This is our third project. A 32x16 RGB Led Matrix divided into segments of 8x8 Leds with Ping Pong Balls as diffusors.
The main challenge for this project was to control 1536 individual LEDs (512x RGB) with only one ATmega328. Not enough, we also claimed to have PWM one each LED.
What we achieved is a system that is capable to drive 512 RGB LEDs with 216 colors each and a frame rate of 20 fps. Furthermore, the microcontroller is still capable to manage real-time data transfer from a host PC via UART. Probably you may ask: Why 216 colors? This is a compromise between available memory (2 kB RAM) and speed (PWM, ...). Here we used six states for each color resulting in 216 colors fitting just well into one byte (256 different states). Therefore we only need 512 bytes of RAM for the complete matrix and PWM is still fast enough to manage the given color depth. We believe that this is really on the edge of what is possible (with Atmega328 and this design).
The matrix has two modes: First, it just receives data from a PC (via Processing) and displays it. In second mode the µC itself calculates a plasma algorithm real-time without any external connection. The mode can be chosen by a simple hardware switch on the back side of the wall.
The matrix is build modular in sections of 8x8 LEDs, thus it can be easily enlarged. However, for the moment we spend more than enough time in soldering and wiring. The size of one segment is 40x40 cm which makes 80x160 cm of wall size in total. Eyecandy!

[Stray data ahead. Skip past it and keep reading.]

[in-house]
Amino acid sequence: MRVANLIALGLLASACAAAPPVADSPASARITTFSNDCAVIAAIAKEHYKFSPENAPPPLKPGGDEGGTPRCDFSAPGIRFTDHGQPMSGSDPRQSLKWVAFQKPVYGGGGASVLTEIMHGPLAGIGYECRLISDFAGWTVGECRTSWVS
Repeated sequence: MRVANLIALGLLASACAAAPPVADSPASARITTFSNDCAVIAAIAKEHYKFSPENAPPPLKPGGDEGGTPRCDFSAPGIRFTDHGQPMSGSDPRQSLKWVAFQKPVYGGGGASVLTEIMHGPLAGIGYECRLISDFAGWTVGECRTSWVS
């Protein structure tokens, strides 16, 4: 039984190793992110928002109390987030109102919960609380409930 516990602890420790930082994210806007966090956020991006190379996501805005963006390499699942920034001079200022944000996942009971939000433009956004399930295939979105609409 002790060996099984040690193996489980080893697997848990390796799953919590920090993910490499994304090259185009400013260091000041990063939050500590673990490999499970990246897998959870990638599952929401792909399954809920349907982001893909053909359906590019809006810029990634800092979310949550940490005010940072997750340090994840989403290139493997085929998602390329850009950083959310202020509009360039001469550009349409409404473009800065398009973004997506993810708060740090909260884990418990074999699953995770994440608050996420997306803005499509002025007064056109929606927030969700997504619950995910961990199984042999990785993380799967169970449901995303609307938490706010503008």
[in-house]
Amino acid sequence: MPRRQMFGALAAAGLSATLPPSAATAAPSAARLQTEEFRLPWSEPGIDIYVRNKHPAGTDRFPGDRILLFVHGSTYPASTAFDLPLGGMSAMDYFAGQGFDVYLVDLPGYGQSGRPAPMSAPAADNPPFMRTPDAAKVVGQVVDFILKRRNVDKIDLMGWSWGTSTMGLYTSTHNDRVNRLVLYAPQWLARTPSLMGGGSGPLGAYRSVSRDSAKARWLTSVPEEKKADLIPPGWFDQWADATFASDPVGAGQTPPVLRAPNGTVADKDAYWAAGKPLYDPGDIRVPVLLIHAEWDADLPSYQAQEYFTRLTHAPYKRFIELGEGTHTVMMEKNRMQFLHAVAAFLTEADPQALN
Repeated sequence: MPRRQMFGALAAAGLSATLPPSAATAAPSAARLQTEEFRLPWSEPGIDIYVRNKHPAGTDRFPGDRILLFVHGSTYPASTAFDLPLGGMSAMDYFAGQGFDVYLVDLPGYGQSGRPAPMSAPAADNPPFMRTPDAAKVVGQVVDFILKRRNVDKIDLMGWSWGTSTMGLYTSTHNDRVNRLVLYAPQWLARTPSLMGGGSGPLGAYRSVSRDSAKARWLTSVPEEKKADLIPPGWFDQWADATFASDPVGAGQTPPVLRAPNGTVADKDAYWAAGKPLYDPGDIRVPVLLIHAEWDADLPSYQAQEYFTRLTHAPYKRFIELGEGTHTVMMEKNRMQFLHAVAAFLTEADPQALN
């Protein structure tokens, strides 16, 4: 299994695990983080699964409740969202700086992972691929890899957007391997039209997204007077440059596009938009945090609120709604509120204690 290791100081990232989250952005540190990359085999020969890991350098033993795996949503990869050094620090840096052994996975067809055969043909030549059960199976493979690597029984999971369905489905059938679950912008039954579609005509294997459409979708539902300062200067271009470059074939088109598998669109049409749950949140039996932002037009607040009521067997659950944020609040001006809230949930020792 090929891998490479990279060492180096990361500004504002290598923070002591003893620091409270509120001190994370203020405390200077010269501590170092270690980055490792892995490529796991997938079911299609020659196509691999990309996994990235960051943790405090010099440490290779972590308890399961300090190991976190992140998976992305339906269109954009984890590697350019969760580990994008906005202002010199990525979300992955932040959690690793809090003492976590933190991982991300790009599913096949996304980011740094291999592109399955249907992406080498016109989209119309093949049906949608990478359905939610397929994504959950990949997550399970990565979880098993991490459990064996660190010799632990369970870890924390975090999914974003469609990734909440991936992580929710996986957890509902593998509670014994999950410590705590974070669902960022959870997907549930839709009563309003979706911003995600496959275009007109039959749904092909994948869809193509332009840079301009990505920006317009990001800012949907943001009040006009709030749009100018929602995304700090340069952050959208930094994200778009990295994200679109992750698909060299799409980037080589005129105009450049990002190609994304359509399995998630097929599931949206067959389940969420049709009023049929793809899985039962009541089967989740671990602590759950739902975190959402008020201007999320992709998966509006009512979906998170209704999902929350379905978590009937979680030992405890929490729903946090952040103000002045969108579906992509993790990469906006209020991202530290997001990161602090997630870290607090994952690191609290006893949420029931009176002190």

Here is a video after finishing the first segment:
As already mentioned the total matrix consists of eight of such segments. Each segment is controlled by one LED driver mounted on the backside. The LED driver has four 8 bit shift registers, 8 transistor and resistors, data-in and data-out plugs (2x2 RJ45) and a 34 ribbon cable plug (only 32 used) for the actual LED contacts. The data-out junctions serve as input for the next segments. The ATmega328 sits on a separate main controller board. Some nice images and schemes about data transmission of the LED driver and main controller boards are show below.
After finished all 8 segments we just plugged them together and for stability and aesthetic reasons we put a wooden frame around them. Below you can find some unsorted images and a first video. Probably we will create another clip since we didn't show all of its capabilities. E.g. we are already able to stream any video source (web cam, video, ...) to the wall but we are still not happy with the colors, we need to tweak a little. In addition, we need to be a little bit more creative and invent some nice stuff to display.
The partlist can be found here: PartList Modular Plasma Wall. We hope we did not forget too much!
You can find the source code in the download section. It is written in the arduino software environment which makes it easy to develop code and upload it to the board. But you can open it with any editor and you can use the C-code in your project if you like. In addition you can find the source code for the Processing program that is used to pass animations from PC to the plasma wall. Note that the microcontroller on the main board has to be in remote mode for receiving and displaying data from a PC. The remote mode is activated by switch SW1 (see schematics).